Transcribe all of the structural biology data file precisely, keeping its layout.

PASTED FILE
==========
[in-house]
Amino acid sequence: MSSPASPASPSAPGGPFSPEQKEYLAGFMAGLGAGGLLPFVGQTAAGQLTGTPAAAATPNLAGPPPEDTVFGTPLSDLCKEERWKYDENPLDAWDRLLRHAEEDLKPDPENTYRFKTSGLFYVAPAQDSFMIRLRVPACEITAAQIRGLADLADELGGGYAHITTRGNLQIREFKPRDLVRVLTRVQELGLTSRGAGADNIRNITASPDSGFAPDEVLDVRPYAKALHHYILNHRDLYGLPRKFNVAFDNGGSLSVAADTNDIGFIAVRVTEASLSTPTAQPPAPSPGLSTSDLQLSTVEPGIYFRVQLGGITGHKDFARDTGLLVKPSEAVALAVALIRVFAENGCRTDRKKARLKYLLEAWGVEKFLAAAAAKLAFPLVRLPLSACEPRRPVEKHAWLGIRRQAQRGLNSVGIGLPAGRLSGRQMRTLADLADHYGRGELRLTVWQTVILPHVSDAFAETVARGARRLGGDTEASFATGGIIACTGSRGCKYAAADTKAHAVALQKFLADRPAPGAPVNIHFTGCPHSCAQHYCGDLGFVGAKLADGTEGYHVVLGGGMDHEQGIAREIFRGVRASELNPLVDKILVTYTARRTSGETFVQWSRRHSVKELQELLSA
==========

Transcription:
[in-house]
Amino acid sequence: MSSPASPASPSAPGGPFSPEQKEYLAGFMAGLGAGGLLPFVGQTAAGQLTGTPAAAATPNLAGPPPEDTVFGTPLSDLCKEERWKYDENPLDAWDRLLRHAEEDLKPDPENTYRFKTSGLFYVAPAQDSFMIRLRVPACEITAAQIRGLADLADELGGGYAHITTRGNLQIREFKPRDLVRVLTRVQELGLTSRGAGADNIRNITASPDSGFAPDEVLDVRPYAKALHHYILNHRDLYGLPRKFNVAFDNGGSLSVAADTNDIGFIAVRVTEASLSTPTAQPPAPSPGLSTSDLQLSTVEPGIYFRVQLGGITGHKDFARDTGLLVKPSEAVALAVALIRVFAENGCRTDRKKARLKYLLEAWGVEKFLAAAAAKLAFPLVRLPLSACEPRRPVEKHAWLGIRRQAQRGLNSVGIGLPAGRLSGRQMRTLADLADHYGRGELRLTVWQTVILPHVSDAFAETVARGARRLGGDTEASFATGGIIACTGSRGCKYAAADTKAHAVALQKFLADRPAPGAPVNIHFTGCPHSCAQHYCGDLGFVGAKLADGTEGYHVVLGGGMDHEQGIAREIFRGVRASELNPLVDKILVTYTARRTSGETFVQWSRRHSVKELQELLSA